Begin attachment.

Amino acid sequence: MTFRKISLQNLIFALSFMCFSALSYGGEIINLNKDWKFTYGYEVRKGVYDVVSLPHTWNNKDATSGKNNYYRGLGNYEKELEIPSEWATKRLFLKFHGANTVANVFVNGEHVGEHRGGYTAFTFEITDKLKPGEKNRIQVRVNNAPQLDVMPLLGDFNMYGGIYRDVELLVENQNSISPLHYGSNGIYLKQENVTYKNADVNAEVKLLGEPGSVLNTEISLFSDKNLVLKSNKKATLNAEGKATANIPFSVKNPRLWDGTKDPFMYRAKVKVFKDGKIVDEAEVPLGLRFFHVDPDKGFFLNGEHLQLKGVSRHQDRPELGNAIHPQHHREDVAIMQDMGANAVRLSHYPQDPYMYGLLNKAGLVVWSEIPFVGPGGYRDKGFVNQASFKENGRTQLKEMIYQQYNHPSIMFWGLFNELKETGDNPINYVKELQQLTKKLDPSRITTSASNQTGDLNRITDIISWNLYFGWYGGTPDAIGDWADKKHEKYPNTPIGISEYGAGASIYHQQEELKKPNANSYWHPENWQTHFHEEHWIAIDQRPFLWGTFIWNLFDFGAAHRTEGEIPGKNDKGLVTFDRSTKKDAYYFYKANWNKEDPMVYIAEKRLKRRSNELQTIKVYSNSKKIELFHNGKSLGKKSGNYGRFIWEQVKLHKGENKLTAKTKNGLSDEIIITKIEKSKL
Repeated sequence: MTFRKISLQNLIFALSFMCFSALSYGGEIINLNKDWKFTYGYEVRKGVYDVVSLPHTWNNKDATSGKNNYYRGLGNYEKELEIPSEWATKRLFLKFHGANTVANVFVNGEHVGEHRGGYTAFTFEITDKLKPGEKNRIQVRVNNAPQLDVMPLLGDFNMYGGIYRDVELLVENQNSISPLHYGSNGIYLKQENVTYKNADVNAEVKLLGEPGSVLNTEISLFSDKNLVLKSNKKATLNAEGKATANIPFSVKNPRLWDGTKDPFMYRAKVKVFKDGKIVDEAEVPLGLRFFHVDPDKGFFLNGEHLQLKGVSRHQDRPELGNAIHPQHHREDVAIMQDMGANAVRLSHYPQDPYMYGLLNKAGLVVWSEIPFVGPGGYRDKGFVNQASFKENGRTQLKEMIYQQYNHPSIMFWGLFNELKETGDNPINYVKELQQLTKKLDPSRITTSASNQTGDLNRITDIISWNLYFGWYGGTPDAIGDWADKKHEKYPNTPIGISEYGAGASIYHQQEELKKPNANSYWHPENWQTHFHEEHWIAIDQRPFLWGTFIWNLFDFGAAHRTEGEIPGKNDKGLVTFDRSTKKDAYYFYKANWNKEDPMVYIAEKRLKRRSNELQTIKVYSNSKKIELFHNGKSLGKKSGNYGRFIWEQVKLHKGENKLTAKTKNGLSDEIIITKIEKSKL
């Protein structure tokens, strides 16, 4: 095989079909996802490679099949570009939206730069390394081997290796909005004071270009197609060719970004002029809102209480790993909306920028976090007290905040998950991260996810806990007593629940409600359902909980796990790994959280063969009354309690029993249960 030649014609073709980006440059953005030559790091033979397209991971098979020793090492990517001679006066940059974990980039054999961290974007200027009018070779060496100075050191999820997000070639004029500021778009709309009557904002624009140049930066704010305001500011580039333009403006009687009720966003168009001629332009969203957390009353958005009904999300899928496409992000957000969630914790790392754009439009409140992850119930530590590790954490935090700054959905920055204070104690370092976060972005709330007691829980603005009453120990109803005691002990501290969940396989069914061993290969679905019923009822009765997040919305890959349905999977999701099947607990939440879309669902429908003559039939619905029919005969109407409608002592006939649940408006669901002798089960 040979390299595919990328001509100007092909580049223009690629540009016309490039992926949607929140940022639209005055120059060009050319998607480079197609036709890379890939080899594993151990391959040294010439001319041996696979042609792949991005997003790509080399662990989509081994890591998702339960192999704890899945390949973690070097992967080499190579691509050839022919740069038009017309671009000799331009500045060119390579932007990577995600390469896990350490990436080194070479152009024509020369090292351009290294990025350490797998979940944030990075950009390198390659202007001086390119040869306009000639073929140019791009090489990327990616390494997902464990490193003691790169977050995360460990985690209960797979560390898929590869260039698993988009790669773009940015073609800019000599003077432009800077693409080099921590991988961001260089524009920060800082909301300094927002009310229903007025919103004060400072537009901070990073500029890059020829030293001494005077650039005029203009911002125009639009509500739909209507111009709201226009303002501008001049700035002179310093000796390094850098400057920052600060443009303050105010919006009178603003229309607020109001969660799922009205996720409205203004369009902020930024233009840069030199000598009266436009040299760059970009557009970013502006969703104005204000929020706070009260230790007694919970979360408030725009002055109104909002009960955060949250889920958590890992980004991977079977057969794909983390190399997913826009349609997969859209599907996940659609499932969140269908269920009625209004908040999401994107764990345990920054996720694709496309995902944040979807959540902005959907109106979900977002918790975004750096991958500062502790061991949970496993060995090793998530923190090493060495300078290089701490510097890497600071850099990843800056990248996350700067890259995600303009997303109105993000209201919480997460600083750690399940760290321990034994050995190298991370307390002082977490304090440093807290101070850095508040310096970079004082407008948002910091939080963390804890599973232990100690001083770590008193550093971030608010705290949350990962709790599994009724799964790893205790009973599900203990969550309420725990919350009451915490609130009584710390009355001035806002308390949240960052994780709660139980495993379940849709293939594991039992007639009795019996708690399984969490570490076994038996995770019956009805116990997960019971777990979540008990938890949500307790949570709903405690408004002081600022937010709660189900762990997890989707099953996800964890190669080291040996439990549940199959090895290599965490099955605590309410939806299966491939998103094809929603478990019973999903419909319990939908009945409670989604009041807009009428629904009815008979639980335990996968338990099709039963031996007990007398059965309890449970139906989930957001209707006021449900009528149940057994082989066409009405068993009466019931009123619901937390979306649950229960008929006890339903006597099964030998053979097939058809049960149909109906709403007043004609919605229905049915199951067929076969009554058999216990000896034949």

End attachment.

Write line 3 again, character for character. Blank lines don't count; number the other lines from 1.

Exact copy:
């Protein structure tokens, strides 16, 4: 095989079909996802490679099949570009939206730069390394081997290796909005004071270009197609060719970004002029809102209480790993909306920028976090007290905040998950991260996810806990007593629940409600359902909980796990790994959280063969009354309690029993249960 030649014609073709980006440059953005030559790091033979397209991971098979020793090492990517001679006066940059974990980039054999961290974007200027009018070779060496100075050191999820997000070639004029500021778009709309009557904002624009140049930066704010305001500011580039333009403006009687009720966003168009001629332009969203957390009353958005009904999300899928496409992000957000969630914790790392754009439009409140992850119930530590590790954490935090700054959905920055204070104690370092976060972005709330007691829980603005009453120990109803005691002990501290969940396989069914061993290969679905019923009822009765997040919305890959349905999977999701099947607990939440879309669902429908003559039939619905029919005969109407409608002592006939649940408006669901002798089960 040979390299595919990328001509100007092909580049223009690629540009016309490039992926949607929140940022639209005055120059060009050319998607480079197609036709890379890939080899594993151990391959040294010439001319041996696979042609792949991005997003790509080399662990989509081994890591998702339960192999704890899945390949973690070097992967080499190579691509050839022919740069038009017309671009000799331009500045060119390579932007990577995600390469896990350490990436080194070479152009024509020369090292351009290294990025350490797998979940944030990075950009390198390659202007001086390119040869306009000639073929140019791009090489990327990616390494997902464990490193003691790169977050995360460990985690209960797979560390898929590869260039698993988009790669773009940015073609800019000599003077432009800077693409080099921590991988961001260089524009920060800082909301300094927002009310229903007025919103004060400072537009901070990073500029890059020829030293001494005077650039005029203009911002125009639009509500739909209507111009709201226009303002501008001049700035002179310093000796390094850098400057920052600060443009303050105010919006009178603003229309607020109001969660799922009205996720409205203004369009902020930024233009840069030199000598009266436009040299760059970009557009970013502006969703104005204000929020706070009260230790007694919970979360408030725009002055109104909002009960955060949250889920958590890992980004991977079977057969794909983390190399997913826009349609997969859209599907996940659609499932969140269908269920009625209004908040999401994107764990345990920054996720694709496309995902944040979807959540902005959907109106979900977002918790975004750096991958500062502790061991949970496993060995090793998530923190090493060495300078290089701490510097890497600071850099990843800056990248996350700067890259995600303009997303109105993000209201919480997460600083750690399940760290321990034994050995190298991370307390002082977490304090440093807290101070850095508040310096970079004082407008948002910091939080963390804890599973232990100690001083770590008193550093971030608010705290949350990962709790599994009724799964790893205790009973599900203990969550309420725990919350009451915490609130009584710390009355001035806002308390949240960052994780709660139980495993379940849709293939594991039992007639009795019996708690399984969490570490076994038996995770019956009805116990997960019971777990979540008990938890949500307790949570709903405690408004002081600022937010709660189900762990997890989707099953996800964890190669080291040996439990549940199959090895290599965490099955605590309410939806299966491939998103094809929603478990019973999903419909319990939908009945409670989604009041807009009428629904009815008979639980335990996968338990099709039963031996007990007398059965309890449970139906989930957001209707006021449900009528149940057994082989066409009405068993009466019931009123619901937390979306649950229960008929006890339903006597099964030998053979097939058809049960149909109906709403007043004609919605229905049915199951067929076969009554058999216990000896034949």